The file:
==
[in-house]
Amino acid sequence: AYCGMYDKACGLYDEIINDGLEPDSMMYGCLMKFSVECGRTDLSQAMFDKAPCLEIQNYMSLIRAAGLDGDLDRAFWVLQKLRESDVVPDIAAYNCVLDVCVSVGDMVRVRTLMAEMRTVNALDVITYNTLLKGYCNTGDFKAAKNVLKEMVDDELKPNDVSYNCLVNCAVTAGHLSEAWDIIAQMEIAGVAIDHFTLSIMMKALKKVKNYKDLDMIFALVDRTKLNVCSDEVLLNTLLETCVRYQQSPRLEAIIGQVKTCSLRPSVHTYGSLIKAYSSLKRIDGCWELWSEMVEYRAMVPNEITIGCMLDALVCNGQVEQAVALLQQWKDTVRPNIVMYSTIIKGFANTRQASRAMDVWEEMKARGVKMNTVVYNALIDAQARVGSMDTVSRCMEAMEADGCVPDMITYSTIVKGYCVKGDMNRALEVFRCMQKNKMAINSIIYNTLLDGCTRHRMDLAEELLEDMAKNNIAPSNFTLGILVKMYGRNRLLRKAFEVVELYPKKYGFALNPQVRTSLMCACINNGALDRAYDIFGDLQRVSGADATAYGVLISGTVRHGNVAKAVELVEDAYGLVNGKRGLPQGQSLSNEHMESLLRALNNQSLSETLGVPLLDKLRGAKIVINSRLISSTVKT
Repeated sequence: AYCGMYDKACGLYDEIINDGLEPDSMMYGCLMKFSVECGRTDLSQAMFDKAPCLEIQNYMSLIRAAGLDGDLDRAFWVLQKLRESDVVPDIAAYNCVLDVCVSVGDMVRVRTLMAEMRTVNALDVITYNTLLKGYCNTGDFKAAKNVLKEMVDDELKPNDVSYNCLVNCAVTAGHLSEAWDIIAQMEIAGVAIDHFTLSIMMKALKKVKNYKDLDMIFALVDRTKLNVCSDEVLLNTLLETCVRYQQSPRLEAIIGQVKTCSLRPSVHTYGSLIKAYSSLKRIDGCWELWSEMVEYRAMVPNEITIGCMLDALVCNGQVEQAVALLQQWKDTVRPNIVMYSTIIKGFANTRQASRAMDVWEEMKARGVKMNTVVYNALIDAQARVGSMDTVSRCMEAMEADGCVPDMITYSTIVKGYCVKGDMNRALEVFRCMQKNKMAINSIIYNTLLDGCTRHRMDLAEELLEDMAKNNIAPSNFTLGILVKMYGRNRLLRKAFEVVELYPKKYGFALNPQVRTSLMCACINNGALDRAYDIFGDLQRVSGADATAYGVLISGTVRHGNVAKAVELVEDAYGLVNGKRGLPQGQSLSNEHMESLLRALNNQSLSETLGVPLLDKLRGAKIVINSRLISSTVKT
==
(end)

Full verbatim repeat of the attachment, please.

[in-house]
Amino acid sequence: AYCGMYDKACGLYDEIINDGLEPDSMMYGCLMKFSVECGRTDLSQAMFDKAPCLEIQNYMSLIRAAGLDGDLDRAFWVLQKLRESDVVPDIAAYNCVLDVCVSVGDMVRVRTLMAEMRTVNALDVITYNTLLKGYCNTGDFKAAKNVLKEMVDDELKPNDVSYNCLVNCAVTAGHLSEAWDIIAQMEIAGVAIDHFTLSIMMKALKKVKNYKDLDMIFALVDRTKLNVCSDEVLLNTLLETCVRYQQSPRLEAIIGQVKTCSLRPSVHTYGSLIKAYSSLKRIDGCWELWSEMVEYRAMVPNEITIGCMLDALVCNGQVEQAVALLQQWKDTVRPNIVMYSTIIKGFANTRQASRAMDVWEEMKARGVKMNTVVYNALIDAQARVGSMDTVSRCMEAMEADGCVPDMITYSTIVKGYCVKGDMNRALEVFRCMQKNKMAINSIIYNTLLDGCTRHRMDLAEELLEDMAKNNIAPSNFTLGILVKMYGRNRLLRKAFEVVELYPKKYGFALNPQVRTSLMCACINNGALDRAYDIFGDLQRVSGADATAYGVLISGTVRHGNVAKAVELVEDAYGLVNGKRGLPQGQSLSNEHMESLLRALNNQSLSETLGVPLLDKLRGAKIVINSRLISSTVKT
Repeated sequence: AYCGMYDKACGLYDEIINDGLEPDSMMYGCLMKFSVECGRTDLSQAMFDKAPCLEIQNYMSLIRAAGLDGDLDRAFWVLQKLRESDVVPDIAAYNCVLDVCVSVGDMVRVRTLMAEMRTVNALDVITYNTLLKGYCNTGDFKAAKNVLKEMVDDELKPNDVSYNCLVNCAVTAGHLSEAWDIIAQMEIAGVAIDHFTLSIMMKALKKVKNYKDLDMIFALVDRTKLNVCSDEVLLNTLLETCVRYQQSPRLEAIIGQVKTCSLRPSVHTYGSLIKAYSSLKRIDGCWELWSEMVEYRAMVPNEITIGCMLDALVCNGQVEQAVALLQQWKDTVRPNIVMYSTIIKGFANTRQASRAMDVWEEMKARGVKMNTVVYNALIDAQARVGSMDTVSRCMEAMEADGCVPDMITYSTIVKGYCVKGDMNRALEVFRCMQKNKMAINSIIYNTLLDGCTRHRMDLAEELLEDMAKNNIAPSNFTLGILVKMYGRNRLLRKAFEVVELYPKKYGFALNPQVRTSLMCACINNGALDRAYDIFGDLQRVSGADATAYGVLISGTVRHGNVAKAVELVEDAYGLVNGKRGLPQGQSLSNEHMESLLRALNNQSLSETLGVPLLDKLRGAKIVINSRLISSTVKT